81FA784F-10B0-4F51-BD87-128AE55484ACAn emblematic white horse – oldest and largest of the Wiltshire hill figures – has grazed here for centuries, though no one knows quite how many. Like the charts of equine evolution I remember from childhood (mesohippus, merychipus, equus, ran the incantation, toes turning to hooves with every metrical foot), the Westbury horse has changed in size and appearance across time, though somewhat less imaginatively at each stage. While the current breed (‘a moderately correct, dispirited animal’ sniffs Pevsner, who has a point) has clearly been broken in, an engraving from the eighteenth century shows its eccentric predecessor facing the opposite direction. An animated mount, with a single, antic eye and unlikely swirling fishtail, this beast came from somewhere else entirely – perhaps the primeval sea that once covered the plain hereabouts. When the psalmist wrote ‘an horse is a vain thing for safety’ this, you feel, was closer to the spirit they had in mind.

Edington_White_HorsesWhere the Westbury horse impresses, however, is in sheer scale and landmark visibility: 180 feet tall and viewable from Bath. Concealed with scrub during the Second World War to confuse enemy bomb-aimers – then, in peacetime, periodically illuminated by army searchlights, just for the spectacle. ‘Art is the signature of man’, wrote G.K.Chesterton, weighing the human desire to reflect and depict their fellow creatures. Alone among animals, he continued, we have ‘a mind like a mirror … because in it all the other shapes can be seen like shining shadows in a vision’.

Soil erosion and rainfall mean that chalk horses soon become grey, dun and dappled, requiring a surprising amount of livery. Hence the pleasingly municipal postwar decision to concrete the Westbury horse in place (one wonders how many other challenges faced by the Council in the fifties met with a similar response), so that it would simply want occasional whitewashing. However sensible, this pan stick somehow renders it static: a stuccoed steed, needing to shake free a little.

And above, the intense, buffeting quiet of high places; a stony car park and skylark’s trilling signal. Bratton Camp embosses the ground here: a formidable Iron Age fort that may mark the site of King Alfred’s great victory at Ethandun, which the original chalk figure is thought to commemorate. Far beneath this tattoo, a pair of miniature white horses, displayed in the pasture like souvenirs.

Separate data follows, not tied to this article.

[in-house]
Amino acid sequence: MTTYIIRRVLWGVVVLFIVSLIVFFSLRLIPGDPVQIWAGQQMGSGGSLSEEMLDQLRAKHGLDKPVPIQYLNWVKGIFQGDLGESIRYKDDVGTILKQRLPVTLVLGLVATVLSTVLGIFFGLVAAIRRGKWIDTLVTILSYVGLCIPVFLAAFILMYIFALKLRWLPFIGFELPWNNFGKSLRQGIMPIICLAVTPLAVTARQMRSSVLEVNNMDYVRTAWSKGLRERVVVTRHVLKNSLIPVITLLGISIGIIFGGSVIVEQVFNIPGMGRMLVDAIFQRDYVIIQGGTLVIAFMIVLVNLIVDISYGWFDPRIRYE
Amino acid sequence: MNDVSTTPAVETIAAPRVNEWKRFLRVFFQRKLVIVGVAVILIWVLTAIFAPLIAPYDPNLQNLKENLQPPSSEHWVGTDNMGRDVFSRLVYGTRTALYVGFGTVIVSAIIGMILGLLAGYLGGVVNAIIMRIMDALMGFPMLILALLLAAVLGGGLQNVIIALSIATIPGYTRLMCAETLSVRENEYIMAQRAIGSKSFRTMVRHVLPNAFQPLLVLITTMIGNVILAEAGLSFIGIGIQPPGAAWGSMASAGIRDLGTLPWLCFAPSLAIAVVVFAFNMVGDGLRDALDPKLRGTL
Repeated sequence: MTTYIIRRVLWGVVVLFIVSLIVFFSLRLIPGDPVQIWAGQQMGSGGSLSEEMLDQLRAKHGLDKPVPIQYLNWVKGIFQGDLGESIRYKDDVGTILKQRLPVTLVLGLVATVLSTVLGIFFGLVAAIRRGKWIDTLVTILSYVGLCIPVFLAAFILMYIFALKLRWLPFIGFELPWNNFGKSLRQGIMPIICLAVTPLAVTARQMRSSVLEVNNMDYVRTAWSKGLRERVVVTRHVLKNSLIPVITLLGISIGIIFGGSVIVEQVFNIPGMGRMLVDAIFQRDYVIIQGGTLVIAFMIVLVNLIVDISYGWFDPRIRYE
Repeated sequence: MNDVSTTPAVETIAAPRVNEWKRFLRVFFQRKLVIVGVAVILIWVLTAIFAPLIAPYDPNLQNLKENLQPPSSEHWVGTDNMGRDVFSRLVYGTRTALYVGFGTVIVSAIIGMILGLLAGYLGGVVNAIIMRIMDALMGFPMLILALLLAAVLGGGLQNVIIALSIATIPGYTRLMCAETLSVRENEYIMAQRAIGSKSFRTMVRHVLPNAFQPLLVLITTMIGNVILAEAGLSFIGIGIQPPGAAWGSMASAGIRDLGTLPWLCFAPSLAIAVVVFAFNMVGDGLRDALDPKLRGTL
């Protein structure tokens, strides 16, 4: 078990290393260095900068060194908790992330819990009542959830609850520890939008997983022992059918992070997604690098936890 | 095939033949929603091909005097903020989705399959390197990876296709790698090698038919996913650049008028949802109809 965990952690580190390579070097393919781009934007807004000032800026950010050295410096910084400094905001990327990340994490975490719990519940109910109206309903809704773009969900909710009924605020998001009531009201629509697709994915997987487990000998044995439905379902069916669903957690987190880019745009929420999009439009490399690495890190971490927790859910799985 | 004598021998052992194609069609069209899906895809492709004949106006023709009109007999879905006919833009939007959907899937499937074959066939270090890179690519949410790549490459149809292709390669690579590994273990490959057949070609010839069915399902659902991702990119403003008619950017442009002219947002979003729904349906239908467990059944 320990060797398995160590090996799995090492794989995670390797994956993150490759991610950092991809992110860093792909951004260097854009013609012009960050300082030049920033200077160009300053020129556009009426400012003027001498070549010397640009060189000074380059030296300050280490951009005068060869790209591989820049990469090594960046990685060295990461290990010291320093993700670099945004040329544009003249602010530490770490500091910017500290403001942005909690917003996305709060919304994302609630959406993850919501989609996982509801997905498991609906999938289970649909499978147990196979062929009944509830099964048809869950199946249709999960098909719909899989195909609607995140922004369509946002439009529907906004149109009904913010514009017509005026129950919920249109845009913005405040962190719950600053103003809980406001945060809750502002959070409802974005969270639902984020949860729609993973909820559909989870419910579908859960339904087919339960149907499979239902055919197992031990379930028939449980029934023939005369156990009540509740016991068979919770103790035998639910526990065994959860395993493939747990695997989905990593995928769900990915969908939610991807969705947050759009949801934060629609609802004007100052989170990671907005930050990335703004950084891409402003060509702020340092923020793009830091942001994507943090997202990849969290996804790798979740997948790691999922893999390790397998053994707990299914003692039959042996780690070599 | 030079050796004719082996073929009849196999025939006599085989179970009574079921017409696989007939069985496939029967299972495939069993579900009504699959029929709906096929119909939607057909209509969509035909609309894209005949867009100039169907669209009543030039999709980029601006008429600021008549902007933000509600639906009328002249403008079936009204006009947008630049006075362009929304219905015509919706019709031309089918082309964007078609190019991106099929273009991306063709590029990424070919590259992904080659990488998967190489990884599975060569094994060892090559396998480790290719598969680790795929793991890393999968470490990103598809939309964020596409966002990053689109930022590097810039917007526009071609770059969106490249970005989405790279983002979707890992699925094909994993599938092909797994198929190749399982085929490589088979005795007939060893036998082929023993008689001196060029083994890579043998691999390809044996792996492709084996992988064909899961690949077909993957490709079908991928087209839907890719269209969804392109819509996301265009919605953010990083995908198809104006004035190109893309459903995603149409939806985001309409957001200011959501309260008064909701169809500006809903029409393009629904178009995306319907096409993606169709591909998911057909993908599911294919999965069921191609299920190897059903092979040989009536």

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Rattle the locks


Descending into Potterne from Devizes you veer through the village, steered by an antique road sign, jewelled with reflector studs. The years here do not easily yield their treasures.  Among other gems, this former manor of the bishops of Salisbury retains along its high street Porch House, an extraordinary survivor from the fifteenth century: timber bones crutched with scaffold, mere inches from the rumbling Scanias along the A360.


I am on my way to visit another experiment in time and space, Erlestoke Prison. Situated along the northwestern rim of Salisbury Plain, within earshot of the guns’ deep thump, HMP Erlestoke is a Category C men’s prison, with a vacant chaplain’s post for the high proportion of inmates who identify as Anglican. The day is brisk and blue and, beside the looming perimeter, an honesty stall sells eggs and primroses.

I have made prison visits before, but the supervised movement, the litany of
locking and unlocking, makes each one an intense lesson in human geography. In his influential work Discipline and Punish, the philosopher Michel Foucault asserted that prisons (along with schools, factories and garrisons) epitomise the Modern idea of a ‘panoptic’ institution, where strict surveillance is the clue to power. At Erlestoke, it is not so much observation as controlled access to space that is most affecting. Marshalling men back into their cells in order that vulnerable prisoners may pass or fraternise is a constant source of tension: possession of social space – even temporary – is acutely felt and highly charged. It is quite remarkable what wire, walls and doors do to the human psyche.


In such a force field, the chapel holds peculiar attraction – for, despite being hemmed by the same boundaries, it is simply – the senior chaplain avers – ‘a different kind of space’. If the prison is one sort of ‘heterotopia’ (a term Foucault employed in his 1967 essay Of Other Spaces: Heterotopias) then the prison chapel is, palpably, another still. Heterotopias are described as places where time and space are extracted from their normal passage and heightened or preserved, as in a museum, or theatre.

Being a signpost to eternity (‘more and more, not on and on‘ as my doctrine tutor would insist), the prison chapel indicates freedom not from, but within confinement – the content, I recall, of St Paul’s biblical plea to Philemon. From his own incarceration, Paul, ‘a prisoner of Christ Jesus’, commends to his friend’s care the returning slave Onesimus, whose newfound faith brings liberation, even amid bondage. What the key of David opens, no one will shut.

Copies of Inside Time, the prisoners’ and detainees’ newspaper, litter the restroom at Erlestoke as I leave, relieved. Whether we battle to capture time or find ourselves captive to it, each of us is, Auden wrote, ‘in the cell of himself’. A rattle in the locks, one sharp turn and I’m away.


In the deserts of the heart, let the healing fountain start.

In the prison of his days, teach the free man how to praise.

(W.H.Auden: In Memory of W.B.Yeats)